During the Age of Sail, the ship's boats were used as lifeboats in case of emergency.

In March 1870, answering a question at the House of Commons of the United Kingdom about the sinking of PS Normandy, George Shaw-Lefevre said that

...in the opinion of the Board of Trade, it will not be possible to compel the passenger steamers running between England and France to have boats sufficient for the very numerous passengers they often carry. They would encumber the decks, and rather add to the danger than detract from it.

— George Shaw-Lefevre[1]

In the late 1880s, Maria Beasley improved the design of life rafts. She patented a life-saving raft in both the United States and England in 1880.[2]

Titanic sinking edit

An image depicting the sinking of RMS Titanic surrounded by lifeboats
A collapsible Engelhardt lifeboat carrying survivors of the sunken RMS Titanic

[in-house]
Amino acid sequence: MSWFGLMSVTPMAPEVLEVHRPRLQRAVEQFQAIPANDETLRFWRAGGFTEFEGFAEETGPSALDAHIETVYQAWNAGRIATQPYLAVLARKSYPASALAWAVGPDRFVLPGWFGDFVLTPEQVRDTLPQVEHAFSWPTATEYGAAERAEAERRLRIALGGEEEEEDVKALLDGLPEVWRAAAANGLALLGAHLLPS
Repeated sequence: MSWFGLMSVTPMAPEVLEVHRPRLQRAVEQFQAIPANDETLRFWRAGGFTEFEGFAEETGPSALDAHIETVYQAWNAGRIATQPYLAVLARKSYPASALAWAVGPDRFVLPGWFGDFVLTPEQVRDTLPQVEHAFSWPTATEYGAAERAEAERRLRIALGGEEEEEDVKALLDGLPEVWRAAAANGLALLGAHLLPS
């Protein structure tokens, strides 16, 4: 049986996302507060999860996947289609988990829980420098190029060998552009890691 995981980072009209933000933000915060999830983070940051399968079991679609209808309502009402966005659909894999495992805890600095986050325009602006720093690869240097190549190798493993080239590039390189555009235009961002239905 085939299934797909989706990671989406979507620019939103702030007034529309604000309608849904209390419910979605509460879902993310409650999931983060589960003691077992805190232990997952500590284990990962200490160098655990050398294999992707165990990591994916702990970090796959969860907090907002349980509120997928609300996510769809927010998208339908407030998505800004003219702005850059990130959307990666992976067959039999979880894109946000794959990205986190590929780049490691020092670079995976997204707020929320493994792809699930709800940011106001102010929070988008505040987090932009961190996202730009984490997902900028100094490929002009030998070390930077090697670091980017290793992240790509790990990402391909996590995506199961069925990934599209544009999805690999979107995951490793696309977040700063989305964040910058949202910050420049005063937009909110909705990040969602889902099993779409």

By the turn of the 20th century larger ships meant more people could travel, but safety rules regarding lifeboats remained out of date: for example, British legislation concerning the number of lifeboats was based on the tonnage of a vessel and only encompassed vessels of "10,000 gross register tons (grt) and over".

It was not until after the sinking of RMS Titanic on April 15, 1912, that a broader movement began to require a sufficient number of lifeboats on passenger ships for all people on board. Titanic's gross tonnage of 46,000 tonnes was almost five times that which the Board of Trade lifeboat regulations were based on. Even though the 1,178 person capacity of its 20 lifeboats slightly exceeded the required 1,060, it still fell over 2,000 shy of the ship's maximum carrying load of 3,330 people.

The need for so many more lifeboats on the decks of passenger ships after 1912 led to the use of most of the deck space available even on the large ships, creating the problem of restricted passageways. This attempted to be addressed by creating (or adding) separate lifeboat decks, and the wider use of collapsible lifeboats,[citation needed] a number of which had been carried on Titanic.

World War II edit